P0118 CHEVROLET - Engine Coolant Temperature Circuit High Input
- Faulty Engine Coolant Temperature (ECT) sensor
- Faulty engine coolant thermostat
- Engine Coolant Temperature (ECT) sensor harness is open or shorted
- Engine Coolant Temperature (ECT) sensor electrical circuit poor connection
The Engine Coolant Temperature (ECT) sensor contains a semiconductor device which changes the resistance based on the temperature (a thermistor). The ECT sensor is mounted in the left bank cylinder head near the front of the engine. The ECT sensor has a signal circuit and a ground circuit. The Powertrain Control Module (PCM) applies a voltage (about 5.0 volts) on the signal circuit to the sensor. The PCM monitors the changes in this voltage caused by changes in the resistance of the sensor in order to determine the coolant temperature.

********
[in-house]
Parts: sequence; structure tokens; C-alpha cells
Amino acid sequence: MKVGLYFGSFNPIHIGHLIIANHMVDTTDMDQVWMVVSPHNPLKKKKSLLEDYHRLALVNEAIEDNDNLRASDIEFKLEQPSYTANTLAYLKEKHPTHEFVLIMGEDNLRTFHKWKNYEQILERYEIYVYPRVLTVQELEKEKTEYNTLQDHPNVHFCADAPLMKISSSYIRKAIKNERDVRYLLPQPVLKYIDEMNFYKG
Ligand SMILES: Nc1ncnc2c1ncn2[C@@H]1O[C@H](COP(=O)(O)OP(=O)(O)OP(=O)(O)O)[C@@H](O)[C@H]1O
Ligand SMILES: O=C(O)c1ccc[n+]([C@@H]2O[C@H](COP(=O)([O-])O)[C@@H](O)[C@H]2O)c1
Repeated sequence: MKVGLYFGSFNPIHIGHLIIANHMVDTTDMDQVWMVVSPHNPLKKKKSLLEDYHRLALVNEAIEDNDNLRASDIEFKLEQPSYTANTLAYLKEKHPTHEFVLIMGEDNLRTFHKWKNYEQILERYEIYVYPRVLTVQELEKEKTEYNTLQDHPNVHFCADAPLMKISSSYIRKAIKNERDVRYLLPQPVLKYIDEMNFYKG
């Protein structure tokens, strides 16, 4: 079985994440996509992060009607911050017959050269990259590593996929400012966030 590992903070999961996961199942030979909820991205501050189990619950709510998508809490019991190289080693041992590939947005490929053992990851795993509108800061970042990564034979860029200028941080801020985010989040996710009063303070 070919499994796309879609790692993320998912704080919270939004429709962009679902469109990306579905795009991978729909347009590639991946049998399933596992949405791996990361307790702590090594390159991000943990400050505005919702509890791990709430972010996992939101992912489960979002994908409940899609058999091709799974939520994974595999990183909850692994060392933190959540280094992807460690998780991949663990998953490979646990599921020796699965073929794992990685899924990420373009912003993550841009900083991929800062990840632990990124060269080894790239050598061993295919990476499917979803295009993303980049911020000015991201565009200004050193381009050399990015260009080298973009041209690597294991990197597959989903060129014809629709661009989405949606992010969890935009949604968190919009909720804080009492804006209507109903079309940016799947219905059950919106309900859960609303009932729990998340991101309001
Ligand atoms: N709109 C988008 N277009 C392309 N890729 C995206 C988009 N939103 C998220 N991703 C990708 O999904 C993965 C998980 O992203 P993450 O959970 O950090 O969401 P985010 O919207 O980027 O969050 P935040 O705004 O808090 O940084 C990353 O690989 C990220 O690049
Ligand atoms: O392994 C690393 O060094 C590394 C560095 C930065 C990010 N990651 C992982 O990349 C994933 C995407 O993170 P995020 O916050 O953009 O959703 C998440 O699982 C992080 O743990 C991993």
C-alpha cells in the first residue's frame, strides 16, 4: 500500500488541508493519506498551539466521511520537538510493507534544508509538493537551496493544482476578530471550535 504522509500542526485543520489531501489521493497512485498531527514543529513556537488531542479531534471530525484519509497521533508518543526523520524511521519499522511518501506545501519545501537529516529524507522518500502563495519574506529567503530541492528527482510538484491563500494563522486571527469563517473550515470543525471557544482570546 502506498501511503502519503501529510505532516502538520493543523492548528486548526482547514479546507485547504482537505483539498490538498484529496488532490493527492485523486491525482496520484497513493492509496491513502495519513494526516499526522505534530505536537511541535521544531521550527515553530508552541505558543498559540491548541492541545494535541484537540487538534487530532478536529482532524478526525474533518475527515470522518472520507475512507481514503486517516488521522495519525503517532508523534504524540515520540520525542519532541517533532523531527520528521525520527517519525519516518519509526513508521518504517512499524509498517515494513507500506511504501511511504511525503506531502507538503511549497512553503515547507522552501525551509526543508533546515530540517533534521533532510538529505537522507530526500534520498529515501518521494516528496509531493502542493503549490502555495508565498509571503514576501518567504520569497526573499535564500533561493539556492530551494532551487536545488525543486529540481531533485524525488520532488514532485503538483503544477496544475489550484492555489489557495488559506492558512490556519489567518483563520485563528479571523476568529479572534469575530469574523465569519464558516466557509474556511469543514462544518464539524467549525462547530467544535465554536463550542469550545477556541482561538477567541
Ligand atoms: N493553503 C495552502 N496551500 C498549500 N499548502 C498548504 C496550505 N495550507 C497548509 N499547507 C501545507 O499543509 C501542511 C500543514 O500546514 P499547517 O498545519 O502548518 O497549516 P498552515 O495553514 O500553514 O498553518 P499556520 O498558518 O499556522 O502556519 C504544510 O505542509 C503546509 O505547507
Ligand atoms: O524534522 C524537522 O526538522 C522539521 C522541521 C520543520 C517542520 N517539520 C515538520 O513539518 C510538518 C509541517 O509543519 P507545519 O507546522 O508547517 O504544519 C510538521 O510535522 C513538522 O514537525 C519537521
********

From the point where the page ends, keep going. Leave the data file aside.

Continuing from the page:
When the coolant is cold, the sensor (thermistor) resistance is high. The PCMs signal voltage is only pulled down a small amount through the sensor to a ground; therefore, the PCM senses a high signal voltage (low temperature). When the coolant is warm, the sensor resistance is low. The signal voltage is pulled down a greater amount; therefore, the PCM senses a low signal voltage (high temperature). At normal operating temperature, the voltage should measure about 1.5-2.0 volts at the PCM.